Demining projects in conflict ravaged Somalia received a million dollar lift from the Japanese government this month (May).
The support will, the United Nations Mine Action Service (UNMAS) said, go to its humanitarian mine action to promote peace and safety in Somalia project. It aims to mitigate the threat posed by landmines and explosive remnants of war (ERW) to vulnerable populations around the country.
The funding is earmarked for delivering explosive ordnance risk education (EORE) and non-technical survey (NTS) activities in Somalia.
“We are grateful for continued support from the government of Japan to build a peaceful and safe Somalia and protect its population from the dangers of explosive hazards. UNMAS is improving security for the Somali people and co-ordinating humanitarian mine action intervention in the country,” UNMAS Chief of Mine Action in Somalia, Justin Smith, said.
Landmines and ERW continue to endanger Somali lives, causing accidents – some severe – and injuries. Humanitarian mine action partners recorded 1 179 civilian casualties due to landmines and ERW incidents since 2004.
The explosive contamination not only impacts the safety of communities it also hampers economic development restricting access to land, resources and preventing socio-economic activities. Humanitarian mine action is critical for the safety of the civilian population and an essential enabler of humanitarian assistance and stabilisation according to Smith.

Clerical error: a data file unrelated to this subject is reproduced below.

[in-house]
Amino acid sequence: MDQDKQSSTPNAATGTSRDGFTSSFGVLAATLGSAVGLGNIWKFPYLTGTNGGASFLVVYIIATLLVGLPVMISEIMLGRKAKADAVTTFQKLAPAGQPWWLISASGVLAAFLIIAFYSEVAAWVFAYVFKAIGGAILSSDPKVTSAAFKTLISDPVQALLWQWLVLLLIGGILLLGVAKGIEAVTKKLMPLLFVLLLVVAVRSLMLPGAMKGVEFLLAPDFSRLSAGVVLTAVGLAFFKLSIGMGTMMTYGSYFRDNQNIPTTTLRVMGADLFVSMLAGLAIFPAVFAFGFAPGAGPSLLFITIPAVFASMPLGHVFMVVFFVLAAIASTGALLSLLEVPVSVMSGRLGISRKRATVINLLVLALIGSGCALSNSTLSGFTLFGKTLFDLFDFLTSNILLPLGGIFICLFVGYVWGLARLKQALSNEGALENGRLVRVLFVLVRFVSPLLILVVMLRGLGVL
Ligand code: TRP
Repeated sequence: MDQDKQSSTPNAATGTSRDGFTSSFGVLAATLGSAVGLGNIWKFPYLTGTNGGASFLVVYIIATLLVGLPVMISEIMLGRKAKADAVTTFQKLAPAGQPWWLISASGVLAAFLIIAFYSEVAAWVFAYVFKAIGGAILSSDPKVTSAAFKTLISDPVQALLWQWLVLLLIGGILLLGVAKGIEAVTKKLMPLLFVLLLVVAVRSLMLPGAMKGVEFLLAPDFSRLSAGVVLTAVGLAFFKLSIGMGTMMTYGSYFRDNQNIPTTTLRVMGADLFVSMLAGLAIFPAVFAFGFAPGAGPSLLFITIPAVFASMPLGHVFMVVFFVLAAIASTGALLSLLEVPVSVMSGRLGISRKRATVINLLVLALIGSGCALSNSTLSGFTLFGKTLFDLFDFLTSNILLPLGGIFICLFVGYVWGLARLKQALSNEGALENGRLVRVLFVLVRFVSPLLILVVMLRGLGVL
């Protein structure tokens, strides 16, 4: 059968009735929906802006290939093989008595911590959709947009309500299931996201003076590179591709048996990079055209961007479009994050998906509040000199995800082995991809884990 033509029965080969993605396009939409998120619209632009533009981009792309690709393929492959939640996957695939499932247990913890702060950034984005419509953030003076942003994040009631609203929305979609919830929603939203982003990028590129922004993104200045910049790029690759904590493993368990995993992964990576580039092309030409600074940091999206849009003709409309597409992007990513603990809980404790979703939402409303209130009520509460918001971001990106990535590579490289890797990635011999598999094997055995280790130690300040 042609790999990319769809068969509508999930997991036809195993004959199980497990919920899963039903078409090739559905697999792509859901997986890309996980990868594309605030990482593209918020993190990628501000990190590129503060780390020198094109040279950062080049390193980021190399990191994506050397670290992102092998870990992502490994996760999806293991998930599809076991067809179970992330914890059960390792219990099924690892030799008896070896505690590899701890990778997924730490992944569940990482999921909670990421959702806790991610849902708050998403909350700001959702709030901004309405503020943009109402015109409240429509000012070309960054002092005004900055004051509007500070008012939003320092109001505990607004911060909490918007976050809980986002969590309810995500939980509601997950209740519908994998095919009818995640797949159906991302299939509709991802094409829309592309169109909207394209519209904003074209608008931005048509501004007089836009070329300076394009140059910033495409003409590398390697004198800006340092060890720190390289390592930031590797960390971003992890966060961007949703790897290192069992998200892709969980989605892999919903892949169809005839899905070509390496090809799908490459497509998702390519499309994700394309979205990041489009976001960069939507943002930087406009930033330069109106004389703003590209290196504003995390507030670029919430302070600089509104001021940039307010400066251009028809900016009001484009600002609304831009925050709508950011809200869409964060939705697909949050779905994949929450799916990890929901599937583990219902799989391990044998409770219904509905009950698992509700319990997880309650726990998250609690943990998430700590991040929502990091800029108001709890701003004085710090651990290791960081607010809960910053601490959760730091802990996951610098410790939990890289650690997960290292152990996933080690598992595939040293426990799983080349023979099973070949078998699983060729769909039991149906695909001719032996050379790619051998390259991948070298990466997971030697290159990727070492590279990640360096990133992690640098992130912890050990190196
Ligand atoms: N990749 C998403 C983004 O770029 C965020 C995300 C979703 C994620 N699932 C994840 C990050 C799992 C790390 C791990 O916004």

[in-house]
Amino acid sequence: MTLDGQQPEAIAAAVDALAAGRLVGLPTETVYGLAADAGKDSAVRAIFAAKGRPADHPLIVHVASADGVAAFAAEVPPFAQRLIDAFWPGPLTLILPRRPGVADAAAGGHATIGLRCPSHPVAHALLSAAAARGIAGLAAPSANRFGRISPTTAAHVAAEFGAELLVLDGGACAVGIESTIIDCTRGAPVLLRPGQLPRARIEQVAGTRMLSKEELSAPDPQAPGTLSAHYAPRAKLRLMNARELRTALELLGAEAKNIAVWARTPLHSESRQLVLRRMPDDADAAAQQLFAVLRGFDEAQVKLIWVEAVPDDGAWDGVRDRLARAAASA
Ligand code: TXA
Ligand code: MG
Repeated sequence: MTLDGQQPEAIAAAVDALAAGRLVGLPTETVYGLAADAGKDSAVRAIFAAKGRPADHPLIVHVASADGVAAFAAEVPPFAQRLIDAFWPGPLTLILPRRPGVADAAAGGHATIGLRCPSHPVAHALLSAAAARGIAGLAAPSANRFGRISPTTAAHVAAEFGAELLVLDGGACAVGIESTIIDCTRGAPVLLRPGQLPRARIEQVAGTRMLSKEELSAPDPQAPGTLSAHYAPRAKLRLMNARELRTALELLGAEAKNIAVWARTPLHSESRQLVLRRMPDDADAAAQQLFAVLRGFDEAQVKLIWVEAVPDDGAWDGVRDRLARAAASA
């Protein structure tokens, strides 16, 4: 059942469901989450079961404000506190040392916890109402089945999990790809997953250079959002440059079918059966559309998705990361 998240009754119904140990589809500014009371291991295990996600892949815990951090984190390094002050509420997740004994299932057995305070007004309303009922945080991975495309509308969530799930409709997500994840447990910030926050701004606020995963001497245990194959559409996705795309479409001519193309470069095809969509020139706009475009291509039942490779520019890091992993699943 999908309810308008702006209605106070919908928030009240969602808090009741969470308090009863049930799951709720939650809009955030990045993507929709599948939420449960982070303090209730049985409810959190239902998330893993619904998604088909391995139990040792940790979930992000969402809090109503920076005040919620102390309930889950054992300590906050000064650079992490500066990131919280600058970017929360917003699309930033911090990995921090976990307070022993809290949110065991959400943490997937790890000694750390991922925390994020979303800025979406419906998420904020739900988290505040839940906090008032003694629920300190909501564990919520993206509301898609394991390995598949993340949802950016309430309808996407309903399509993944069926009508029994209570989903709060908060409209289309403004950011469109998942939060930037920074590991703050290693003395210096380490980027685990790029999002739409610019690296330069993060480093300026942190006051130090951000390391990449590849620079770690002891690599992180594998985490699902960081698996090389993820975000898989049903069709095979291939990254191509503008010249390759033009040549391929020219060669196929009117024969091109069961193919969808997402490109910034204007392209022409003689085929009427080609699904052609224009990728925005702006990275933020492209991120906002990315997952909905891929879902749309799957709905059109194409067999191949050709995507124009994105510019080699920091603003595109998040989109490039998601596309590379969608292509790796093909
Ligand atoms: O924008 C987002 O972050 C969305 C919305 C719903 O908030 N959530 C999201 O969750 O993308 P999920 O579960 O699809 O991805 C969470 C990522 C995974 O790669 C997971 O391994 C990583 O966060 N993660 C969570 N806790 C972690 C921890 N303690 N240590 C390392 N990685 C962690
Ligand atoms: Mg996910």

UNMAS will conduct key project activities in accessible districts of Federal Member State Galmudug, a priority area for mine action because of the high level of recorded explosive ordnance contamination and accidents compared with other parts of Somalia.
Verifying the extent of the contamination will allow for effective response to these threats. NTS will define the full breadth of explosive ordnance contamination in Galmudug while raising community awareness about contamination risks and how to deal with them through EORE sessions.
The Somali government, a State Party to the Anti-Personnel Mine Ban Convention (APMBC) since 2012, was granted a five-year extension of applicable mine clearance obligations to 2027.
The extension should provide ample time to renew Somalia’s commitment to complete clearance of all known contaminated areas.
The humanitarian mine action to promote peace and safety in Somalia project is expected to assist by supporting the Somali Federal Government in building institutional and operational capacity to co-ordinate and oversee implementation of mine action activities and comply with international treaty obligations.